Brathwaite explains that, as part of a recent participatory action research project conducted by GGE, students were asked about the criminalized elements of their school environments, such as metal detectors, cameras and cops on campus. “We came to realize that at least here in New York City, many young people do not know school environments that are not criminalized,” she says.
More than half of the students who participated in the research noted that they’d experienced a metal detector, a school safety officer or another form of surveillance or criminal control at school. And though the students said that those aren’t things they want in their schools, they couldn’t even imagine what an alternative environment would look like; those elements have become a part of the architecture of schools, says Brathwaite, just like chalkboards and desks.
For girls, Brathwaite explains, criminalization most often happens not because they’re assaulting other students or staff, but because they’re “wearing bobby pins in their hair, and that’s being deemed as dangerous…or jewelry, or metal things on their shoe laces.” She notes that many times, students are expected to take off their shoes or jewelry just to go through a metal detector before class.
“School safety agents [are telling students], ‘You’d have to do this if this was the airport.’ [But] schools are not the airport — you’re not flying anywhere! You’re attempting to go to school,” she says. “So these barriers, especially around things like your sneakers or your hair, are racialized and gendered in specific ways that particularly affect girls of color.”
A recent survey by Black Women’s Blueprint found that 60% of black girls in the U.S. have experienced sexual violence by age 18. Many of those traumas go untreated, unnoticed, ignored or dismissed, further complicating the situation at school. Perversely, black girls who have experienced trauma are often criminalized for behaviors resulting from their trauma, such as truancy, running away from home, substance abuse and prostitution, frequently ending up in confinement instead of receiving therapeutic treatment. Indeed, though there is little national data available, regional studies have found that up to 93 percent of girls in confinement have been subjected to sexual abuse in some form, driving home the link between girls’ trauma, behavioral outcomes and criminalization at every turn.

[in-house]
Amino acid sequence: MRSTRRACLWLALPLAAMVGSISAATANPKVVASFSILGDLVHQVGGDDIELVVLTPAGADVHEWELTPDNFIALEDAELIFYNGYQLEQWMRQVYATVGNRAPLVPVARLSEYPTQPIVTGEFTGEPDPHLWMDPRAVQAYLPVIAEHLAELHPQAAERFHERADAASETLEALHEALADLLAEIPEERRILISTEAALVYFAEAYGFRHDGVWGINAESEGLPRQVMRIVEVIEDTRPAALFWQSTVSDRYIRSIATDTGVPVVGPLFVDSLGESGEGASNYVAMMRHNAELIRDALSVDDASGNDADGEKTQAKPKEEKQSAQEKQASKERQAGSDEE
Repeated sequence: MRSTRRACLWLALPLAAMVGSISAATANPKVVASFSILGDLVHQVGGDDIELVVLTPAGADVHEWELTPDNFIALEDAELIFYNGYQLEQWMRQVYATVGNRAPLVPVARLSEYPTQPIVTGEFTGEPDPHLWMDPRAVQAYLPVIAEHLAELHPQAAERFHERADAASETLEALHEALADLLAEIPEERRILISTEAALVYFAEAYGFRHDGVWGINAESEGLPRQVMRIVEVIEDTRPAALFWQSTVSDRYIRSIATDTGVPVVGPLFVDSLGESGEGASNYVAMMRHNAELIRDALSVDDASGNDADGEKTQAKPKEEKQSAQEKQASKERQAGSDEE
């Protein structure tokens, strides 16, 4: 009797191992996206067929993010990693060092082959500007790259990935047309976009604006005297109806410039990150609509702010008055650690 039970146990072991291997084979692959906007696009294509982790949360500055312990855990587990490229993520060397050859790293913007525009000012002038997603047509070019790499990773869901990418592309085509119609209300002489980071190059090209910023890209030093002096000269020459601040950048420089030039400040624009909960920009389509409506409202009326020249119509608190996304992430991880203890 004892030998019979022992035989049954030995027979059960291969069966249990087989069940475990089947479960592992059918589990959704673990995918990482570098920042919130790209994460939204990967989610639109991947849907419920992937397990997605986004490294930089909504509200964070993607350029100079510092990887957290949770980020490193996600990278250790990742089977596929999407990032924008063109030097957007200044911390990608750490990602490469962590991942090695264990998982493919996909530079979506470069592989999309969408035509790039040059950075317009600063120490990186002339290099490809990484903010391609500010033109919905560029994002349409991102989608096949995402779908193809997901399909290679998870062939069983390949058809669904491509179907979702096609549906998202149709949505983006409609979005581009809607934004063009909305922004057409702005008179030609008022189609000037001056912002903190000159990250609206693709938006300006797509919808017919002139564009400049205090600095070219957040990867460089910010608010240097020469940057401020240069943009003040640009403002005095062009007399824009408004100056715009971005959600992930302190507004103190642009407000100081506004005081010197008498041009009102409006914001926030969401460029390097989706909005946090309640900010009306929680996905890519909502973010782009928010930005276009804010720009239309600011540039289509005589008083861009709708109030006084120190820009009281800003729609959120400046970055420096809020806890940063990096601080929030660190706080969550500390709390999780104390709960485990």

“Instead of people seeing the trauma, they see a girl with a bad attitude,” says Morris. “Instead of exploring the conditions that are facilitating behaviors [e.g. experiencing abuse at home and having to resist, fight back or endure] they’re just written off as defiant and removed from the learning space, which is highly problematic to me given the quality and degree to which education plays a rehabilitative and constructive role in life opportunities.”
Suspended girls become incarcerated women
All of this spills over into black women’s adult lives, of course; trauma and systemic criminalization don’t end just because you turn 18.
Data from the Bureau of Justice Statistics show that black women are arrested at a rate roughly twice that of white women — 113 per 100,000 black women compared to 53 per 100,000 white women. According to the ACLU, black women represent 30 percent of all incarcerated women, though they make up just 13 percent of the overall population.
In most cases, women are convicted for nonviolent drug offenses. Since the “War on Drugs” began in the 1980s, the number of women behind bars has increased 14-fold: from fewer than 8,000 women in prison in 1970 to more than 110,000 in 2014. Experts say in the case of black women, many of these drug offenses are crimes linked to trauma and poverty. That was certainly true for Burton who, after years of contact with law enforcement as a juvenile — not to mention years of sexual abuse — spent about two decades of her adult life circulating in and out of prison “for essentially having a drug habit,” as she explains it. After her second child died at just five years old (hit by the car of a police officer driving through the neighborhood), Burton spiraled into alcoholism and addiction. “I was medicating my grief,” she says.
She was in and out of lockup for about 20 years after that. Following her final stint in prison in the ‘90s, Burton was able to get help for her grief and addictions at a resource center in Santa Monica, California. There was nothing like it in her South L.A. community, though, and she knew that plenty of women coming out of prison would, like her, have no safe place to go upon reentry, increasing the likelihood that they’d end up back behind bars.
So she opened up her home to newly freed women, meeting them at the bus stop after release and offering them a free, safe, drug- and alcohol-free place to stay. Soon after, she started A New Way of Life, a reentry program for women exiting confinement that provides safe housing, help with child reunification, legal services, individual healing and other services.
“Life circumstances become life terrors, and that’s because of the way we respond to them as a society. It’s as if we criminalize trauma,” she says.
The path forward
To be sure, the tides are turning (albeit slowly) in schools nationwide: School boards in Los Angeles and New York have begun phasing out exclusionary punishments for things like “willful defiance.” And schools in L.A., Oakland, Chicago, New Hampshire, Oregon, Maine and other states have formed restorative justice committees to handle misbehavior and interpersonal grievances.
But, Morris says, there’s still more work to be done.
“I really want us, as a society, to reconsider how we’re reading the behavior of young people, particularly black girls who fight, and black girls who are perceived as being loud and talking back,” she says. “It’s not to say that I’m calling for a free-for-all…but I really think it’s important for educators and schools to teach young people how to engage in effective communication by working with them and modeling it together.”